How machine learning can improve COVID testing
- By Susan Miller
- Jul 22, 2020
On June 18, the Food and Drug Administration authorized the use of pooled testing for identifying COVID-19 infections. The method allows up to four swabs to be tested at once – a strategy that is expected to greatly expand frequent testing to larger sections of the population.
The idea is that if a bundled sample comes back positive, then all the individuals in that sample will need to be tested separately. If a bundled sample comes back clean, however, that’s four people who don’t need to be tested further, saving public health officials time and money.
The FDA said it expects pooling will allow virus identification with fewer tests, which means more tests could be run at once, fewer testing supplies would be consumed and patients could likely receive results more quickly. The pooling strategy will be most efficient in areas where the outbreak is under control, meaning where only a small percentage of test subjects are expected to be infected, the FDA acknowledged.
Researchers from the University of California, Berkeley, think even more people can be tested by combining pooling with machine learning tools that estimate the risk of COVID for each person to be tested, according to an article they authored in MIT Technology Review.
“Take, for example, data on the home zip code of an individual,” the researchers said in their research paper. “While zip code alone is certainly informative, interactions with other observable factors such as age, travel or consumption patterns are likely to improve model performance in terms of prediction for day-specific risk (e.g. living in a location with high prevalence increases ones risk but more so if a person frequently eats out and socializes and even more so if they did so in the last two days).”
“Using publicly available data from employers and schools, epidemiological data on local infection and testing rates, and more sophisticated data on travel patterns, social contacts, or sewage, if available, modelers can predict anyone's risk of having COVID-19 on a day-by-day basis,” the researchers wrote in MIT Technology Review.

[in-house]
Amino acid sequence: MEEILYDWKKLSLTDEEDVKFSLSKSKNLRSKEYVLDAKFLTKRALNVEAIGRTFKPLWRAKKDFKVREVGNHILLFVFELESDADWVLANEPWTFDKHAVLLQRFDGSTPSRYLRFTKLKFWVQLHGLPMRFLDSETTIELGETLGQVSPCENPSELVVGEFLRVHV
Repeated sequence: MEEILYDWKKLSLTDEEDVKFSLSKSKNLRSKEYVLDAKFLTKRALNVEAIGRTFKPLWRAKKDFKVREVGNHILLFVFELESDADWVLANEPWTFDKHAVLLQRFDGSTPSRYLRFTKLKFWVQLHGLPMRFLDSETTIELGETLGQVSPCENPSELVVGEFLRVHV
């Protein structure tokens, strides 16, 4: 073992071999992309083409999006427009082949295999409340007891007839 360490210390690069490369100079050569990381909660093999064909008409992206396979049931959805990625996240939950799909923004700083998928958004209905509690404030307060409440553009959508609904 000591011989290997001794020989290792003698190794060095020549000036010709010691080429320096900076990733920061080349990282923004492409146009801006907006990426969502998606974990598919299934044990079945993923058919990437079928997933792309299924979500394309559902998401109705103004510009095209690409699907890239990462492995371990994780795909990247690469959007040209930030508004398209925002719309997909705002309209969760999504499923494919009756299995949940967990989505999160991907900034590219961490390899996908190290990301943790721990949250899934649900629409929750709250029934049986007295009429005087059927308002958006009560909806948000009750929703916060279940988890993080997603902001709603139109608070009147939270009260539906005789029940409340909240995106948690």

With that information in hand, public health officials could test pools of optimal individuals, winnowing out likely carriers of the virus based on location, demographics, age, job type, living situation, along with past infection data. Conducting pooled testing on those with low risk of infection will therefore greatly expand the speed and efficiency of testing.
In fact, high-frequency pooled testing augmented with machine learning will actually cost less, the researchers said. “Large populations can be tested weekly or even daily, for as low as $3 to $5 per person per day,” they wrote. Plus, they said their analysis showed “testing daily costs only twice as much as testing monthly. And daily testing can actively suppress the virus, whereas monthly testing really only allows us to see how badly things have gone.”
Susan Miller is executive editor at GCN.
Over a career spent in tech media, Miller has worked in editorial, print production and online, starting on the copy desk at IDG’s ComputerWorld, moving to print production for Federal Computer Week and later helping launch websites and email newsletter delivery for FCW. After a turn at Virginia’s Center for Innovative Technology, where she worked to promote technology-based economic development, she rejoined what was to become 1105 Media in 2004, eventually managing content and production for all the company's government-focused websites. Miller shifted back to editorial in 2012, when she began working with GCN.
Miller has a BA and MA from West Chester University and did Ph.D. work in English at the University of Delaware.
Connect with Susan at [email protected] or @sjaymiller.